It’s hard for a smallholder farmer to get a loan.
According to the Initiative for Smallholder Finance, the $450 billion global demand by smallholders completely outstrips the global supply of $20-$30 billion. A major factor underlying this mismatch is lenders’ perception of the high credit risk associated with farming.
And it’s not just loans that are in short supply. Access to savings accounts, crop insurance and digital payment programs could all make a big difference for farmers, helping to lessen the risks they face or smoothing their cash flows through the “hungry months.”
Grameen Foundation is developing digital solutions to overcome these obstacles.
In Kenya, where smallholder farmers can rarely access loans despite accounting for more than 75 percent of agricultural output, Grameen Foundation worked with the 100% cashless microfinance institution Musoni to develop Kilimo Booster, a mobile-based agricultural loan designed specifically for smallholder farmers.
Unlike other loans, its flexible repayment terms correspond to farmers’ harvest cycles and cash flows. Equally important, funds are disbursed directly into farmers’ mobile money accounts no more than 72 hours after a loan is approved. From its launch in 2013 through May 2016, Musoni had disbursed 6,023 Kilimo Booster loans worth more US$2.2 million, with loan disbursement quadrupling in the most recent nine months.
Kilimo Booster took advantage of two pre-existing systems, including Kenya’s now world-famous m-PESA mobile money platform. Other technology enables Musoni loan officers to digitally process group applications in the field using tablets. It eliminates farmers’ paperwork and relieves them of the burden of travelling to distant service points to apply for loans.
Credit histories and collateral may serve to qualify middle-class customers for loans, but most rural smallholder farmers have neither. The Agricultural Risk Evaluation Tool (ARET) evaluates the ability of a smallholder to repay loans based on who they are and how they farm: concrete information that can be gathered by field agents using a digital app.
ARET uses farm-level data to answer key questions that provide crucial insights into a farmer’s likelihood of defaulting on a loan.
To develop ARET, we partnered with Cooperativa de los Andes (COOPERAN), a large coffee cooperative in Colombia. We surveyed more than 1,500 farmers with questions covering more than 150 variables, ranging from a farmer’s fertilizer use and water access to the certifications achieved. Based on the data, we segmented farmers into eight risk groups that help COOPERAN make decisions on who to serve and how to best serve them with credit and ongoing support.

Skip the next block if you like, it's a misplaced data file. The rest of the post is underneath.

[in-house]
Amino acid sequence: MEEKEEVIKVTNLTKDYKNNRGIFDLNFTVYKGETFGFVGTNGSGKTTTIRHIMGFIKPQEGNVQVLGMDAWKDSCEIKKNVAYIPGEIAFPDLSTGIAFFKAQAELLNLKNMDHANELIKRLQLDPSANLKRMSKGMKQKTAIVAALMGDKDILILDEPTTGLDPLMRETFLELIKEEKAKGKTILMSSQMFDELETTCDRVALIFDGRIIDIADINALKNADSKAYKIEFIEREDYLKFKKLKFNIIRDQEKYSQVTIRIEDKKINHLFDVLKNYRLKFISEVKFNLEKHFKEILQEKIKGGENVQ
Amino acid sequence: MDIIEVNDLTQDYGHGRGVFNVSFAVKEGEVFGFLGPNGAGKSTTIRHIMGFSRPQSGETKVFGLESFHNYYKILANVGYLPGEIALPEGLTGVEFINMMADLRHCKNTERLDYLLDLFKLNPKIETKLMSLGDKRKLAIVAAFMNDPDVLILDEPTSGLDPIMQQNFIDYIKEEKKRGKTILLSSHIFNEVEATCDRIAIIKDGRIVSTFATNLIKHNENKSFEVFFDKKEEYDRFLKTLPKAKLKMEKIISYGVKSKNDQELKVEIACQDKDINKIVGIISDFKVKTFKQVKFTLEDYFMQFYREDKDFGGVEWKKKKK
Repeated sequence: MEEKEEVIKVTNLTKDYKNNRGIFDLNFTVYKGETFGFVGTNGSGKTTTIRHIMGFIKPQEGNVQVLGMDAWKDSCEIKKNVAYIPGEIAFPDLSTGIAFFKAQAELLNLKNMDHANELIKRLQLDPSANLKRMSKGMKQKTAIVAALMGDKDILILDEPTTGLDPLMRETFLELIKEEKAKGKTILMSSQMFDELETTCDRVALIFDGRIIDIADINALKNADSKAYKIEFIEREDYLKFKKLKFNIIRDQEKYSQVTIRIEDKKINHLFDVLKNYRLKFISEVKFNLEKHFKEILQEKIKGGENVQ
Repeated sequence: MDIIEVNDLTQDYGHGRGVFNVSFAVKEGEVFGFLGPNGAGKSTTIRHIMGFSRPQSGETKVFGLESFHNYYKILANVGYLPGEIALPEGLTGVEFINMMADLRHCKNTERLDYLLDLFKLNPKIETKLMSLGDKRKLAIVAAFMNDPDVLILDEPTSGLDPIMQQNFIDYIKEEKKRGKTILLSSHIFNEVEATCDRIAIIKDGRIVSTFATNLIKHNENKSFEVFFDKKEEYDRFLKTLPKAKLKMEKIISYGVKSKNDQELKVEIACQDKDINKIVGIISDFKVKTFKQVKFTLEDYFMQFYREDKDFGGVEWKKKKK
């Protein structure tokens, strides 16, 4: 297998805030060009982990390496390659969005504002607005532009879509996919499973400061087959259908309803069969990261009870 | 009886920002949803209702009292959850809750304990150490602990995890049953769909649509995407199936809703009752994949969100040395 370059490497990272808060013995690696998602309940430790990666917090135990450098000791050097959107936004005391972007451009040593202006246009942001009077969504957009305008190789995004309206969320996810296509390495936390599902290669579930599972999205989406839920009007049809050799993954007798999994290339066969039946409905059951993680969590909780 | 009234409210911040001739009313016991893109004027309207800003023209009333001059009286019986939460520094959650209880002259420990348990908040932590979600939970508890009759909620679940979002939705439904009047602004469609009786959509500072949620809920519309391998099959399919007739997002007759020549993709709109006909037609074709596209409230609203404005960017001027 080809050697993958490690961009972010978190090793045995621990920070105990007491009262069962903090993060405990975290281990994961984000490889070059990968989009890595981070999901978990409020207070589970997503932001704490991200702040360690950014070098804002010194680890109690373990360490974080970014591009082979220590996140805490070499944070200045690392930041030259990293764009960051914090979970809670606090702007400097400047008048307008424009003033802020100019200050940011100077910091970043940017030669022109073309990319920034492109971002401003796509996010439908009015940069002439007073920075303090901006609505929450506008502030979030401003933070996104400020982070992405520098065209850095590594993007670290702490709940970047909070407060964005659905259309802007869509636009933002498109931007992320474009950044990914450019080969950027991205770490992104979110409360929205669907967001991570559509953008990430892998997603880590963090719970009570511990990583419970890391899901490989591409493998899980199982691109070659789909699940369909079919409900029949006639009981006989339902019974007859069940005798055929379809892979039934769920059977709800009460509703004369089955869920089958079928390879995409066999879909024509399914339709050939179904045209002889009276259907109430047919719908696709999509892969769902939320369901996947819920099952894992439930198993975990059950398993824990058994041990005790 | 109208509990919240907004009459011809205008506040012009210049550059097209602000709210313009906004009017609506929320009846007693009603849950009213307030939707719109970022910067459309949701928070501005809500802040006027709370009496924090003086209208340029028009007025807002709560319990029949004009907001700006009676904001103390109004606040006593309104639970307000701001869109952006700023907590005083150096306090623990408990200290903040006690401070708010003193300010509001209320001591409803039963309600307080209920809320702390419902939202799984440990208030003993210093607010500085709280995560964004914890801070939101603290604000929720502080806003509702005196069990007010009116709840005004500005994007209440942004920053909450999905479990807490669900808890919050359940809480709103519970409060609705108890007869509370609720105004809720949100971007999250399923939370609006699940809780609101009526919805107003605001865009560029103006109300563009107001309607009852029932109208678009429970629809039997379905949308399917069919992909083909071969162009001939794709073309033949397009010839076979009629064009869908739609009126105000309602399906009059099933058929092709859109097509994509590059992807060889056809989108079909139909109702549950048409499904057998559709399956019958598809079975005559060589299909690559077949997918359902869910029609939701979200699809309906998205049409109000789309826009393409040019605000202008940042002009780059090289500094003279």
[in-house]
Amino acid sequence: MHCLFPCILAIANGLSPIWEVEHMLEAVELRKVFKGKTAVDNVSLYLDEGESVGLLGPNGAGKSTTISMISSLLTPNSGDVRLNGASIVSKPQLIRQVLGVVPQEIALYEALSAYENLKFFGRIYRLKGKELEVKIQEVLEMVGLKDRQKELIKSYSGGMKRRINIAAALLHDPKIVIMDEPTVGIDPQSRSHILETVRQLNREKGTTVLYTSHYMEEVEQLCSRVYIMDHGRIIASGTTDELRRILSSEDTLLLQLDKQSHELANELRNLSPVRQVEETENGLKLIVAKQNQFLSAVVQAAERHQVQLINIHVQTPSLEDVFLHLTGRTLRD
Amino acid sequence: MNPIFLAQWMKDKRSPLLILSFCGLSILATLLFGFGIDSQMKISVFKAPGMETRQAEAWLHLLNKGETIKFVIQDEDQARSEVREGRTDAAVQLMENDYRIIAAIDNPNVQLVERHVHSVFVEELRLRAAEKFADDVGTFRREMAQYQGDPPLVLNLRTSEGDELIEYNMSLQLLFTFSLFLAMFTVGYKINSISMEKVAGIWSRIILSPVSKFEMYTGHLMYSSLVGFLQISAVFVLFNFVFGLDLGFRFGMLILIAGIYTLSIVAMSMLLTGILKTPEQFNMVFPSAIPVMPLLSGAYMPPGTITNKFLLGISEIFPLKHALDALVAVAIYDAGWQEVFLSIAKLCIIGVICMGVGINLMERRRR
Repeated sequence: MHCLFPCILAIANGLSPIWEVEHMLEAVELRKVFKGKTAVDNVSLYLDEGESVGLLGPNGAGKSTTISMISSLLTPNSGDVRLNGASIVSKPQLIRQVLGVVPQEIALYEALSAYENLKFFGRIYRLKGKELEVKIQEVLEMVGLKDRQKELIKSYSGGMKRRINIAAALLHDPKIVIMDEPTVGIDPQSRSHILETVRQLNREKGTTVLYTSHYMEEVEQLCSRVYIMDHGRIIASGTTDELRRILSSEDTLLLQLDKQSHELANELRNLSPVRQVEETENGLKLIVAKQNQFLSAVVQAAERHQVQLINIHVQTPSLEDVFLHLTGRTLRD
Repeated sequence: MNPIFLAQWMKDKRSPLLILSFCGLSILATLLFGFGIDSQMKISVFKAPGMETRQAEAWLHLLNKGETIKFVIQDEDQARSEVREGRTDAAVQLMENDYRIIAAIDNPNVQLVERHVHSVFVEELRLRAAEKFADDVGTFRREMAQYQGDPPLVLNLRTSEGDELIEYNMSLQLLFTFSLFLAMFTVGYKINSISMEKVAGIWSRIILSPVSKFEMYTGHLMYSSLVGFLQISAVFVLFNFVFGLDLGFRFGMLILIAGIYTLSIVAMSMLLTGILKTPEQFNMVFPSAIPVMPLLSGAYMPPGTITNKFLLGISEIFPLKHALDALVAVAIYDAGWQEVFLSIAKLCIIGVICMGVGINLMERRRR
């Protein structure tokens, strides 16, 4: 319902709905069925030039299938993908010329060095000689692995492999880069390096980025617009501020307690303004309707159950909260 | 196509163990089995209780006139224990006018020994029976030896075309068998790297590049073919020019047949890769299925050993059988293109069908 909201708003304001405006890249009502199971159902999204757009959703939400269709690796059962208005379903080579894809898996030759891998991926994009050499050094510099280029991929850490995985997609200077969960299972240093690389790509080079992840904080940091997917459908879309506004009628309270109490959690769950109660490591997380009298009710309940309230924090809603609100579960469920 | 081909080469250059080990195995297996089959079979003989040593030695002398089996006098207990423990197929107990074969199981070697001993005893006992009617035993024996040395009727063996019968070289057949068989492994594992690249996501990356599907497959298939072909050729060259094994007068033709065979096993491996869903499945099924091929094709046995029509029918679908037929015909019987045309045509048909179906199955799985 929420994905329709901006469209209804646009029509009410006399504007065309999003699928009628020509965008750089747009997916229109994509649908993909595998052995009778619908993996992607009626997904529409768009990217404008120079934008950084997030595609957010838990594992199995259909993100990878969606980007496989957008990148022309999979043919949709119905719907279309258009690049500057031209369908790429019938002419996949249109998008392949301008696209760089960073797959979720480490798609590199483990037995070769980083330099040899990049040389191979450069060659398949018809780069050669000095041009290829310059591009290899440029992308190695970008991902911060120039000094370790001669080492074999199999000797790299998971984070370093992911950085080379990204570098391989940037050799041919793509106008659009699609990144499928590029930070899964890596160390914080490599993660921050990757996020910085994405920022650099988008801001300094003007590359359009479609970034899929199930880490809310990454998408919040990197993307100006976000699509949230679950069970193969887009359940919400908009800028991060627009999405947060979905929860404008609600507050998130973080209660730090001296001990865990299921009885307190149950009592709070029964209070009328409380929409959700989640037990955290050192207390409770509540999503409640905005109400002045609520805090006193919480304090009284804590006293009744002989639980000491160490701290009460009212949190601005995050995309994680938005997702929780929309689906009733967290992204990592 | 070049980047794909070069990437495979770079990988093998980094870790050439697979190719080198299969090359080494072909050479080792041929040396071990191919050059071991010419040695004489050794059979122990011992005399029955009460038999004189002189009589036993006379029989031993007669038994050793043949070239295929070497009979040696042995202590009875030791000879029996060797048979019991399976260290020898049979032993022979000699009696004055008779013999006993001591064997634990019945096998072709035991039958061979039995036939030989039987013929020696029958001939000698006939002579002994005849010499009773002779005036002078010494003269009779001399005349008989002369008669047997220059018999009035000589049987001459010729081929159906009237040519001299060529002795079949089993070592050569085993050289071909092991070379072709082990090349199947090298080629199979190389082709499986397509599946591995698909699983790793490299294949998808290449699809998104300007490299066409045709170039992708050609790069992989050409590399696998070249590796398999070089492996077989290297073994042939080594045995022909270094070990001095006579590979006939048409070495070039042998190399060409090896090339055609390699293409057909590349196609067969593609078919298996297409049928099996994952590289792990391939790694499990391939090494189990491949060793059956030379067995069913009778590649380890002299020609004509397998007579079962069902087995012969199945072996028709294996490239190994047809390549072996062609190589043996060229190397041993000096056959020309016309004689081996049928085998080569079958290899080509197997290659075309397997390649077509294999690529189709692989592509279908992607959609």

Data collected by field agents and credit officers are now used to assess risk, and to develop individualized farm management plans that help farmers raise their productivity and their credit-scores.
We are continuing to implement and refine ARET. Ultimately, use of such a tool could enable millions of smallholder farmers to access loans, improve the productivity of their farms, and improve the efficiency of the credit process.
Our work with Opportunity Bank, a commercial lending institution, is extending financial services (both accounts and loans) to 6,000 small-scale coffee farmers so they can purchase the inputs they need to improve their productivity and become preferred suppliers to the Uganda Cooperative Alliance.
Commercially established coffee farmers act as field agents. They train farmers in best practices in growing, bulking, and marketing their beans. Farmers are introduced to self-organized savings associations and learn about the requirements of financial lenders. The data gathered by field agents is fed into a database of farmer profiles, and profile data is shared with Opportunity Bank so it can more readily qualify farmers for loans. Registering farmers also enables the bank to help them build a credit history.
The program does not create a credit rating for individual farmers but instead uses metrics such as the adoption of good agricultural practices and past production to assess credit worthiness. To obtain a loan, farmers must first make a deposit equal to 15 percent of the loan value as collateral. The loan is repaid at harvest time, and the interest charged is modest, averaging 10 to 15 percent over a five-month crop season.